Part I of the Estey opinion deals with the appellant-employer-defendant's defense that plaintiff-employee-appellee had "shown no `accident' within the meaning of the compensation act because the evidence does not show an `untoward or unexpected event' such as a `slip, trip or unexpected event.'" (328 N.E.2d at 242.) In exposing the fallacy of that defense, which is based on the erroneous, but oft-asserted, notion that an accident external to the body of the injured employee is essential to an "injury or death by accident" within the meaning of the workmen's compensation act, a great deal was said about what is and what is not an "accident". In quoting from Studebaker Corp. v. Jones (1937), 104 Ind. App. 270, 275-276, 10 N.E.2d 747, 749, and otherwise, Estey laid stress on the idea that one of the characteristics of an accident is that of a definite occurrence or a specific and definable event. Consequently one can probably find a phrase, clause, or sentence therein which, taken out of context, supports the conclusion reached by the Board in the instant case that

"plaintiff experienced an identifiable event which consisted of pulling an air hose which was `caught between the conveyor' at which time his back suddenly gave way in his lower back and legs; that such identifiable event is found to be an accident arising out of and in the course of his employment... ."

While by itself an "identifiable incident" is not necessarily an accident, the whole episode described in the Board's findings is "an injury by accident" within the meaning of that clause in the workmen's compensation act. The fact that there is an identifiable (i.e., "specific") incident to which a plaintiff's injury can be causally connected has usually been a requirement of its being held compensable under the workmen's compensation act[2], as distinguished from gradually developing disablements covered under the occupational diseases act. But as a gradual development alone does not make a disease compensable under the occupational diseases act so an identifiable incident alone does not make an injury compensable under the workmen's compensation act. Under either act the occupational disease or injury must also arise out of and in the course of the employment. Additionally, to be compensable under the Workmen's Compensation Act, the injury must be "by accident". But this does not mean that the injury must be the result of an accident external to the body of the injured employee. Indian Creek Coal, etc., Co. v. Calvert (1918), 68 Ind. App. 474, 119 N.E. 519, contains an exhaustive review (as was noted in the quotation from Heflin, supra) of English and American cases and authorities defining the word "accident" as used in workmen's compensation acts. At page 491, at page 524 of 119 N.E. the Indian Creek court said:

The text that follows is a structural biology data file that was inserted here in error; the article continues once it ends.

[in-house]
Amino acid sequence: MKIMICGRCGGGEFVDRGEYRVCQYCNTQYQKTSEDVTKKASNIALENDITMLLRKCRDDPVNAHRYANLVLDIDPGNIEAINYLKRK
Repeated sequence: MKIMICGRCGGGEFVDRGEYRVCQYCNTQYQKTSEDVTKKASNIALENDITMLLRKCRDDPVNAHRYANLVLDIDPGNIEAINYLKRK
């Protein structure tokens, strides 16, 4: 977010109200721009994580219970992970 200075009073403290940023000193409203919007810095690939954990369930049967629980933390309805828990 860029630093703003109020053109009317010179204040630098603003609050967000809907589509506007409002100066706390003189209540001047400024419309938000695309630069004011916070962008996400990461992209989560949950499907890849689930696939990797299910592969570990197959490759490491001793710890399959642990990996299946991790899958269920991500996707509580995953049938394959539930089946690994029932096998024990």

"In an interesting article in the 25 Harvard Law Review, p. 328 et seq., the author develops from the decided cases that the term `by accident' has been consistently construed to include two different ideas that of unexpectedness, and that of injury sustained on some definite occasion. Developing also that the English cases are steadily drifting towards a spirit of increased liberality in favor of the injured workman, he says, at page 340: `Since the case of Fenton v. Thorley *187 (supra) [(1903), 19 T.L.R. 684, 5 W.C.C. 1][3] nothing more is required than that the harm that the plaintiff has sustained shall be unexpected. It is no longer required that the causes external to the plaintiff himself, which contribute to bring about the injury, shall be in any way unusual; it is enough that the causes, themselves known and usual, should produce a result which on a particular occasion is neither designed nor expected. The test as to whether an injury is unexpected and so if received on a single occasion occurs `by accident' is that the sufferer did not intend or expect that injury would on that particular occasion result from what he was doing. What was actually probable or even inevitable because of circumstances unknown to the sufferer is even more unimportant. The test is purely subjective to the injured workman.'" (Our emphasis.)